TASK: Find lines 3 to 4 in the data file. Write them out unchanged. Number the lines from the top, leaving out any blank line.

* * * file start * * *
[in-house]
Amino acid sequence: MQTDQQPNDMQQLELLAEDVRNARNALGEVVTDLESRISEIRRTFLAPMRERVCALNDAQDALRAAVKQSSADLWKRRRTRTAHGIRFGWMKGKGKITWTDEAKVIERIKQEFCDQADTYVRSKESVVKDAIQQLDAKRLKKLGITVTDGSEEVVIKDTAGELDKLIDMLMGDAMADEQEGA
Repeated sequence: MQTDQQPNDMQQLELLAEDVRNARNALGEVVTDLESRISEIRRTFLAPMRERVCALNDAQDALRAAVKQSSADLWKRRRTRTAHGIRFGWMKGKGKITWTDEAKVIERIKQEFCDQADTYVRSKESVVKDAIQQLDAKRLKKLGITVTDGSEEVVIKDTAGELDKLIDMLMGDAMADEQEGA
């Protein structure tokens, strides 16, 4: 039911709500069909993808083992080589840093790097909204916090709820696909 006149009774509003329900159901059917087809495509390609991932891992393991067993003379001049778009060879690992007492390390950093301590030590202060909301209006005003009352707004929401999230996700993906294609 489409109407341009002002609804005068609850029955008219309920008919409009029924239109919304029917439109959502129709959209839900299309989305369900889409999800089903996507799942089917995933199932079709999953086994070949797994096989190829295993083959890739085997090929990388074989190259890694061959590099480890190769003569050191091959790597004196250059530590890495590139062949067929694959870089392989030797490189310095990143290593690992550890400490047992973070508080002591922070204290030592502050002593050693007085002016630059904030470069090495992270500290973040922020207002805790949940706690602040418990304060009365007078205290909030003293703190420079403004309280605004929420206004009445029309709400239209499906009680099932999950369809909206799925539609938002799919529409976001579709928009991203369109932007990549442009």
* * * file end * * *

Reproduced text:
Repeated sequence: MQTDQQPNDMQQLELLAEDVRNARNALGEVVTDLESRISEIRRTFLAPMRERVCALNDAQDALRAAVKQSSADLWKRRRTRTAHGIRFGWMKGKGKITWTDEAKVIERIKQEFCDQADTYVRSKESVVKDAIQQLDAKRLKKLGITVTDGSEEVVIKDTAGELDKLIDMLMGDAMADEQEGA
């Protein structure tokens, strides 16, 4: 039911709500069909993808083992080589840093790097909204916090709820696909 006149009774509003329900159901059917087809495509390609991932891992393991067993003379001049778009060879690992007492390390950093301590030590202060909301209006005003009352707004929401999230996700993906294609 489409109407341009002002609804005068609850029955008219309920008919409009029924239109919304029917439109959502129709959209839900299309989305369900889409999800089903996507799942089917995933199932079709999953086994070949797994096989190829295993083959890739085997090929990388074989190259890694061959590099480890190769003569050191091959790597004196250059530590890495590139062949067929694959870089392989030797490189310095990143290593690992550890400490047992973070508080002591922070204290030592502050002593050693007085002016630059904030470069090495992270500290973040922020207002805790949940706690602040418990304060009365007078205290909030003293703190420079403004309280605004929420206004009445029309709400239209499906009680099932999950369809909206799925539609938002799919529409976001579709928009991203369109932007990549442009």